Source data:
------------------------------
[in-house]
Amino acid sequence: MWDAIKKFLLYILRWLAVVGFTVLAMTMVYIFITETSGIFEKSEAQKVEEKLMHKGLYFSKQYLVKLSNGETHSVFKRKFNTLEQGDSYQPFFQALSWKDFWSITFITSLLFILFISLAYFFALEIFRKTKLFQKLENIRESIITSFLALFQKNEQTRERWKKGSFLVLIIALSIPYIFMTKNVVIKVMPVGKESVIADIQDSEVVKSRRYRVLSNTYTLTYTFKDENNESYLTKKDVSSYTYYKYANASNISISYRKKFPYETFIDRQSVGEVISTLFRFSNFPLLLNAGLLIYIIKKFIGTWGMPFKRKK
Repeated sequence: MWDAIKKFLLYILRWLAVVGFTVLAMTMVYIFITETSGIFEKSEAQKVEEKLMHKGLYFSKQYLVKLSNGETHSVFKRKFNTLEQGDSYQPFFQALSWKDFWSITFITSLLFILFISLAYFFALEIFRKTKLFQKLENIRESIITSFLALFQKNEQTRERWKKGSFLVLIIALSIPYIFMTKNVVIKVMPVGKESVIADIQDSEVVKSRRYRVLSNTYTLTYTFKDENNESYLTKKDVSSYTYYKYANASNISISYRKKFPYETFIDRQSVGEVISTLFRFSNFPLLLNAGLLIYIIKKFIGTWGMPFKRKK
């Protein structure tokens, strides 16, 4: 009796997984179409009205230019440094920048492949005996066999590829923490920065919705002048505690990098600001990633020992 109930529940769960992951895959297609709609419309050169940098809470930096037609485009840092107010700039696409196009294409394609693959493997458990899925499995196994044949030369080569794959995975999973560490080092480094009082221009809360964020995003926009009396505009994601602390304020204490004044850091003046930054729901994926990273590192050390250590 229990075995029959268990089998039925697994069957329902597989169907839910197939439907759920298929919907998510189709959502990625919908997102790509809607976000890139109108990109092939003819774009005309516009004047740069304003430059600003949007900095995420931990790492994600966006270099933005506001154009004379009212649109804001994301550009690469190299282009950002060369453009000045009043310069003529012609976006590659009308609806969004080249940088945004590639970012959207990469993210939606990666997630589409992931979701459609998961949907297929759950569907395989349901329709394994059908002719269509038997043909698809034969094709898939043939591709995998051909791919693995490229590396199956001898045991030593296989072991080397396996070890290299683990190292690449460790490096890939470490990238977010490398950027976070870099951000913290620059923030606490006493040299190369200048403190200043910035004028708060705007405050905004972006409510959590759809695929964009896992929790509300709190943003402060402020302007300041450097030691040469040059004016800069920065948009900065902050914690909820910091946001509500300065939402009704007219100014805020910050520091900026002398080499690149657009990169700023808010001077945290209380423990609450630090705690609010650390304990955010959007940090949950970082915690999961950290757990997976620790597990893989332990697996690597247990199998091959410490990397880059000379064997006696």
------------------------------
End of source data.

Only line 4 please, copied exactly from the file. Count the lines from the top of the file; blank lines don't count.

């Protein structure tokens, strides 16, 4: 009796997984179409009205230019440094920048492949005996066999590829923490920065919705002048505690990098600001990633020992 109930529940769960992951895959297609709609419309050169940098809470930096037609485009840092107010700039696409196009294409394609693959493997458990899925499995196994044949030369080569794959995975999973560490080092480094009082221009809360964020995003926009009396505009994601602390304020204490004044850091003046930054729901994926990273590192050390250590 229990075995029959268990089998039925697994069957329902597989169907839910197939439907759920298929919907998510189709959502990625919908997102790509809607976000890139109108990109092939003819774009005309516009004047740069304003430059600003949007900095995420931990790492994600966006270099933005506001154009004379009212649109804001994301550009690469190299282009950002060369453009000045009043310069003529012609976006590659009308609806969004080249940088945004590639970012959207990469993210939606990666997630589409992931979701459609998961949907297929759950569907395989349901329709394994059908002719269509038997043909698809034969094709898939043939591709995998051909791919693995490229590396199956001898045991030593296989072991080397396996070890290299683990190292690449460790490096890939470490990238977010490398950027976070870099951000913290620059923030606490006493040299190369200048403190200043910035004028708060705007405050905004972006409510959590759809695929964009896992929790509300709190943003402060402020302007300041450097030691040469040059004016800069920065948009900065902050914690909820910091946001509500300065939402009704007219100014805020910050520091900026002398080499690149657009990169700023808010001077945290209380423990609450630090705690609010650390304990955010959007940090949950970082915690999961950290757990997976620790597990893989332990697996690597247990199998091959410490990397880059000379064997006696």